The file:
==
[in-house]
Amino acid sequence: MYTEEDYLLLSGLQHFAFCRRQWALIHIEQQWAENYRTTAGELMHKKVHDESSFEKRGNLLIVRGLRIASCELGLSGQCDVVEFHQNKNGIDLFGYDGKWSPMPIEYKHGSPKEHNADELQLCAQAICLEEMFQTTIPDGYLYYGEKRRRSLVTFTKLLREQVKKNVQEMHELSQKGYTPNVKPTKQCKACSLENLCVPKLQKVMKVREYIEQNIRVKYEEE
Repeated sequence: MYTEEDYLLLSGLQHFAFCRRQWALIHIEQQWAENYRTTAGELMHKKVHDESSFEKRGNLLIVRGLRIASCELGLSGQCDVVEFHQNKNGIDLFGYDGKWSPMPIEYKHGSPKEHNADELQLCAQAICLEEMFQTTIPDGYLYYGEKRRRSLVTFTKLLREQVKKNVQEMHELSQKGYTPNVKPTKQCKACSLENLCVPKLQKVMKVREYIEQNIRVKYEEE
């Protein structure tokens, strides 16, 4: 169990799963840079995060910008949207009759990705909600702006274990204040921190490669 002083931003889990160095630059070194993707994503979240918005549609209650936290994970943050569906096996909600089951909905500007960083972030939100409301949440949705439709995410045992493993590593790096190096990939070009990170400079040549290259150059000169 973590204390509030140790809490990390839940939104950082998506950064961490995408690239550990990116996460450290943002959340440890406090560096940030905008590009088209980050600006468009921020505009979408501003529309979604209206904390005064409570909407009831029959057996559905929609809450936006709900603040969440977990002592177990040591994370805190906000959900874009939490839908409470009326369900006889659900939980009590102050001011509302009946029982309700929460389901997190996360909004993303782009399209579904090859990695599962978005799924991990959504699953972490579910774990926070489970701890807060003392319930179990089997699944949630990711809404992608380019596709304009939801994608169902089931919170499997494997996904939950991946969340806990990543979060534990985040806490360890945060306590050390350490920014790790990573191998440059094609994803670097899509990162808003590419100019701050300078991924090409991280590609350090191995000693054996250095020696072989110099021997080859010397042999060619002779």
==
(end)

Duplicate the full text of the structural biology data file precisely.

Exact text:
[in-house]
Amino acid sequence: MYTEEDYLLLSGLQHFAFCRRQWALIHIEQQWAENYRTTAGELMHKKVHDESSFEKRGNLLIVRGLRIASCELGLSGQCDVVEFHQNKNGIDLFGYDGKWSPMPIEYKHGSPKEHNADELQLCAQAICLEEMFQTTIPDGYLYYGEKRRRSLVTFTKLLREQVKKNVQEMHELSQKGYTPNVKPTKQCKACSLENLCVPKLQKVMKVREYIEQNIRVKYEEE
Repeated sequence: MYTEEDYLLLSGLQHFAFCRRQWALIHIEQQWAENYRTTAGELMHKKVHDESSFEKRGNLLIVRGLRIASCELGLSGQCDVVEFHQNKNGIDLFGYDGKWSPMPIEYKHGSPKEHNADELQLCAQAICLEEMFQTTIPDGYLYYGEKRRRSLVTFTKLLREQVKKNVQEMHELSQKGYTPNVKPTKQCKACSLENLCVPKLQKVMKVREYIEQNIRVKYEEE
């Protein structure tokens, strides 16, 4: 169990799963840079995060910008949207009759990705909600702006274990204040921190490669 002083931003889990160095630059070194993707994503979240918005549609209650936290994970943050569906096996909600089951909905500007960083972030939100409301949440949705439709995410045992493993590593790096190096990939070009990170400079040549290259150059000169 973590204390509030140790809490990390839940939104950082998506950064961490995408690239550990990116996460450290943002959340440890406090560096940030905008590009088209980050600006468009921020505009979408501003529309979604209206904390005064409570909407009831029959057996559905929609809450936006709900603040969440977990002592177990040591994370805190906000959900874009939490839908409470009326369900006889659900939980009590102050001011509302009946029982309700929460389901997190996360909004993303782009399209579904090859990695599962978005799924991990959504699953972490579910774990926070489970701890807060003392319930179990089997699944949630990711809404992608380019596709304009939801994608169902089931919170499997494997996904939950991946969340806990990543979060534990985040806490360890945060306590050390350490920014790790990573191998440059094609994803670097899509990162808003590419100019701050300078991924090409991280590609350090191995000693054996250095020696072989110099021997080859010397042999060619002779």